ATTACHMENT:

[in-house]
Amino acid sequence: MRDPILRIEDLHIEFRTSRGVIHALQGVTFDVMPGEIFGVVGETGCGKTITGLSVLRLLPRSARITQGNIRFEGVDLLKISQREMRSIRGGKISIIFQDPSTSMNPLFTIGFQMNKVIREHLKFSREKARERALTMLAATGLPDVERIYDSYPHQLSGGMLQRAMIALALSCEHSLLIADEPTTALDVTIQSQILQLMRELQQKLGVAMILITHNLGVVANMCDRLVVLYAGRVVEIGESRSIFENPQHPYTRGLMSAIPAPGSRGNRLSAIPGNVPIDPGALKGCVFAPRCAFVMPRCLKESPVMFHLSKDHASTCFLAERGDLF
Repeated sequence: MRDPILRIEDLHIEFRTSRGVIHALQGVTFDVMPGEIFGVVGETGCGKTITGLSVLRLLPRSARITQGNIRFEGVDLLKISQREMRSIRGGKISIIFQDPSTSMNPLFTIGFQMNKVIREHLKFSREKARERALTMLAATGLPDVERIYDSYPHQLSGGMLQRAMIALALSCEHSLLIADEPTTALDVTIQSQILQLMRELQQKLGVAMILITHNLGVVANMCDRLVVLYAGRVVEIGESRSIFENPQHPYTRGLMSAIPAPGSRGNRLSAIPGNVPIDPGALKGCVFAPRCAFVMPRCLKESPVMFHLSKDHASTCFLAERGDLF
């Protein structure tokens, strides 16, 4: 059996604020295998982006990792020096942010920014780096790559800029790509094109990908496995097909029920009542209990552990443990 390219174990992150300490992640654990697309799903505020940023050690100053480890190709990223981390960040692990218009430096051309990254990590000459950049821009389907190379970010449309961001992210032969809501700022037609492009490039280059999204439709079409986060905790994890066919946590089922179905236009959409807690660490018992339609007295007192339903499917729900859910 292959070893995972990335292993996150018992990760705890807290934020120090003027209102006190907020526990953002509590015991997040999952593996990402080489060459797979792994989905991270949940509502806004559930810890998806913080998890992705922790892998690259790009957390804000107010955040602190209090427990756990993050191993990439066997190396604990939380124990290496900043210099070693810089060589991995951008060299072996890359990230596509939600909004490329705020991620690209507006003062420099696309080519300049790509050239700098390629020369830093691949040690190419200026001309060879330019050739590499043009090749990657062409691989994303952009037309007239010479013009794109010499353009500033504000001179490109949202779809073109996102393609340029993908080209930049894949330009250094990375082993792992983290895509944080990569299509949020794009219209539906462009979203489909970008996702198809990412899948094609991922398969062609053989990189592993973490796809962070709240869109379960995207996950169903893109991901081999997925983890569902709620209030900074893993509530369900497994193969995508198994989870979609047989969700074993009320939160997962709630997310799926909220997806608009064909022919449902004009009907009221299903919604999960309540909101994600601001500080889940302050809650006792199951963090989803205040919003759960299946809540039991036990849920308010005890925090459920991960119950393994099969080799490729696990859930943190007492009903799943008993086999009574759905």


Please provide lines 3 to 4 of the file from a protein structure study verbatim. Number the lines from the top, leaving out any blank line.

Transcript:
Repeated sequence: MRDPILRIEDLHIEFRTSRGVIHALQGVTFDVMPGEIFGVVGETGCGKTITGLSVLRLLPRSARITQGNIRFEGVDLLKISQREMRSIRGGKISIIFQDPSTSMNPLFTIGFQMNKVIREHLKFSREKARERALTMLAATGLPDVERIYDSYPHQLSGGMLQRAMIALALSCEHSLLIADEPTTALDVTIQSQILQLMRELQQKLGVAMILITHNLGVVANMCDRLVVLYAGRVVEIGESRSIFENPQHPYTRGLMSAIPAPGSRGNRLSAIPGNVPIDPGALKGCVFAPRCAFVMPRCLKESPVMFHLSKDHASTCFLAERGDLF
């Protein structure tokens, strides 16, 4: 059996604020295998982006990792020096942010920014780096790559800029790509094109990908496995097909029920009542209990552990443990 390219174990992150300490992640654990697309799903505020940023050690100053480890190709990223981390960040692990218009430096051309990254990590000459950049821009389907190379970010449309961001992210032969809501700022037609492009490039280059999204439709079409986060905790994890066919946590089922179905236009959409807690660490018992339609007295007192339903499917729900859910 292959070893995972990335292993996150018992990760705890807290934020120090003027209102006190907020526990953002509590015991997040999952593996990402080489060459797979792994989905991270949940509502806004559930810890998806913080998890992705922790892998690259790009957390804000107010955040602190209090427990756990993050191993990439066997190396604990939380124990290496900043210099070693810089060589991995951008060299072996890359990230596509939600909004490329705020991620690209507006003062420099696309080519300049790509050239700098390629020369830093691949040690190419200026001309060879330019050739590499043009090749990657062409691989994303952009037309007239010479013009794109010499353009500033504000001179490109949202779809073109996102393609340029993908080209930049894949330009250094990375082993792992983290895509944080990569299509949020794009219209539906462009979203489909970008996702198809990412899948094609991922398969062609053989990189592993973490796809962070709240869109379960995207996950169903893109991901081999997925983890569902709620209030900074893993509530369900497994193969995508198994989870979609047989969700074993009320939160997962709630997310799926909220997806608009064909022919449902004009009907009221299903919604999960309540909101994600601001500080889940302050809650006792199951963090989803205040919003759960299946809540039991036990849920308010005890925090459920991960119950393994099969080799490729696990859930943190007492009903799943008993086999009574759905």